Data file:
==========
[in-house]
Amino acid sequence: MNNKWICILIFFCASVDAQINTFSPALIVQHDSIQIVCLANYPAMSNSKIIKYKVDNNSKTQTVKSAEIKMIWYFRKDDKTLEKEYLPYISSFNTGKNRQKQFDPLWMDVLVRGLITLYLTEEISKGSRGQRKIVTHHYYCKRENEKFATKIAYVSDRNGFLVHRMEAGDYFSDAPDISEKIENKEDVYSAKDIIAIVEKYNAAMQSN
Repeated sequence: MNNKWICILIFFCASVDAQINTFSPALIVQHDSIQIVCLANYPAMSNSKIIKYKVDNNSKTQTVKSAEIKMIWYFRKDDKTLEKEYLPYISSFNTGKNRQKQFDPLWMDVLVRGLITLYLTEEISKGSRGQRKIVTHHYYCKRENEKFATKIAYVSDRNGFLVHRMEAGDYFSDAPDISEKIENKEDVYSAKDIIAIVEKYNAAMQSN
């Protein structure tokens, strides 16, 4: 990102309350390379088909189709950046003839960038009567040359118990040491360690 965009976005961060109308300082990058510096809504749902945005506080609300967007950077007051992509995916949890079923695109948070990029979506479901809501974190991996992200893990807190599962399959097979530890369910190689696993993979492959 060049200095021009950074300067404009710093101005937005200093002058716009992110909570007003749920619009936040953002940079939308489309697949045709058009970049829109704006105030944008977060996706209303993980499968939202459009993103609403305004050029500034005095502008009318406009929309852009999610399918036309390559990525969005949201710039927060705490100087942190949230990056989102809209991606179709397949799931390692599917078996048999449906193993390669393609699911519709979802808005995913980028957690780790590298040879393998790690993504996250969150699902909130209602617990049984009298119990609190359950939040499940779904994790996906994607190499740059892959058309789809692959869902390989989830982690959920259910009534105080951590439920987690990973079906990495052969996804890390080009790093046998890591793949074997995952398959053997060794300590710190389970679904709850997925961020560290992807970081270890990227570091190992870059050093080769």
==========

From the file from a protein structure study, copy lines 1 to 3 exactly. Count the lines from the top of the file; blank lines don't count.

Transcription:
[in-house]
Amino acid sequence: MNNKWICILIFFCASVDAQINTFSPALIVQHDSIQIVCLANYPAMSNSKIIKYKVDNNSKTQTVKSAEIKMIWYFRKDDKTLEKEYLPYISSFNTGKNRQKQFDPLWMDVLVRGLITLYLTEEISKGSRGQRKIVTHHYYCKRENEKFATKIAYVSDRNGFLVHRMEAGDYFSDAPDISEKIENKEDVYSAKDIIAIVEKYNAAMQSN
Repeated sequence: MNNKWICILIFFCASVDAQINTFSPALIVQHDSIQIVCLANYPAMSNSKIIKYKVDNNSKTQTVKSAEIKMIWYFRKDDKTLEKEYLPYISSFNTGKNRQKQFDPLWMDVLVRGLITLYLTEEISKGSRGQRKIVTHHYYCKRENEKFATKIAYVSDRNGFLVHRMEAGDYFSDAPDISEKIENKEDVYSAKDIIAIVEKYNAAMQSN